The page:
After its first tax sale in six years recouped more than $300,000 in back taxes, the town of Essex plans to increase the threshold that triggers the home-selling process to avoid making it an annual occurrence.

“We don’t really want to go to tax sale every year. It’s a large process, it’s time and resource consuming and it’s disruptive for the taxpayers,” finance director Sarah Macy told the selectboard last week. “We want to give everyone as much opportunity as possible to get current, to work with us before we go into this process.”

Tax sales are auction-style transactions in which municipalities can sell a person’s home to recover owed property taxes. The selectboard adopted a new tax sale policy last year at the recommendation of Macy, and shortly after authorized the town’s first sale since 2012.

Thirty-four delinquent accounts received demand letters from the town, and all but two of those properties either paid in full or hopped on a payment plan prior to the sale date last September. Of the two remaining properties, one redeemed – or paid the amount the property sold for plus interest – while the other account has until September 2019 until the sale becomes final.

At the time of the tax sale’s initiation, the town was owed just short of $1 million in back taxes, or about eight percent of its general fund budget. A year later, the town is owed about $630,000, or under five percent of the budget, Macy said, with much of that balance coming from taxpayers on active payment plans.

The drop shows the new policy was successful, Macy said. But she asked members to consider several revisions that would limit the policy’s scope. Headlining her request: A change to the policy’s trigger point, or the percent threshold at which the town can initiate a tax sale.

Currently, the policy says staff must ask the selectboard authorize a tax sale whenever the delinquent tax total is greater than 3 percent of the general fund budget as of May 1. But Macy believes 3 percent to be an unrealistic goal – under the guidelines, the town would be preparing for another tax sale this year, with about 12 accounts in its sights – and instead recommended raising it to 5 percent.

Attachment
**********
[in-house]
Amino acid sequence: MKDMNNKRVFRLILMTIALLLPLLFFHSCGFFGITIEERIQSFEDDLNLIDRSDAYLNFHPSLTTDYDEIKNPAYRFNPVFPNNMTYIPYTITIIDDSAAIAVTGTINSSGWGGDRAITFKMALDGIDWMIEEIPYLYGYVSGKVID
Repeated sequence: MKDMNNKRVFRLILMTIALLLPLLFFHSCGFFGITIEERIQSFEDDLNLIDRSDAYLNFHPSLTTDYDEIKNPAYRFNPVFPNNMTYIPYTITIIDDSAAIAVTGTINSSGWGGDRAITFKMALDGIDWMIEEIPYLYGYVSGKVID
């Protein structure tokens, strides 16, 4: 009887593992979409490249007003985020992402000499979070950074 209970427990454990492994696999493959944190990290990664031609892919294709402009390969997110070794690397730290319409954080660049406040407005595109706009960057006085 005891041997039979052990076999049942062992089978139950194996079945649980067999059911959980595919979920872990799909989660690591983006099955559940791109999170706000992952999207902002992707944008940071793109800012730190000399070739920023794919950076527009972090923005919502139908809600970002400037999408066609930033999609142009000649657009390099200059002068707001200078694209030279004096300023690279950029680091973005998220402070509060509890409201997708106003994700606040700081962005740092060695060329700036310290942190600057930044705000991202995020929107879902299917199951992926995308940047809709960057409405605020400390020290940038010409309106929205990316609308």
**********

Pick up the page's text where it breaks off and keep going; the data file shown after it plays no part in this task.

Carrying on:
Macy also suggested limiting who’s eligible for tax sales. The current policy says properties without payment plans that are delinquent for multiple years or for a single year while owing more than $10,000 will be included in the process.

But without a minimum on the multi-year delinquencies, the policy could theoretically allow the town to send properties with miniscule amounts of taxes off to tax sale; Macy used discretion this year when electing not to send a handful of properties to tax sale this year that owed less than $1,000 because she said the cost in attorney fees to pursue such small amounts wouldn’t make financial sense.

To avoid such scenarios, she recommended the board place a $2,500 threshold.

Macy’s final recommendation centered on the tax abatement process. She proposed adding language to the policy that says taxpayers have a right to request an abatement hearing before the Board of Civil Authority. While that change isn’t substantive – the right to abatement hearings are codified in state law – Macy said she included the language at the request of some selectboard members, who wanted the policy to include all the necessary information.

The selectboard concurred with the changes by formally accepting the revisions and now plans to adopt the new policy at its next regular meeting.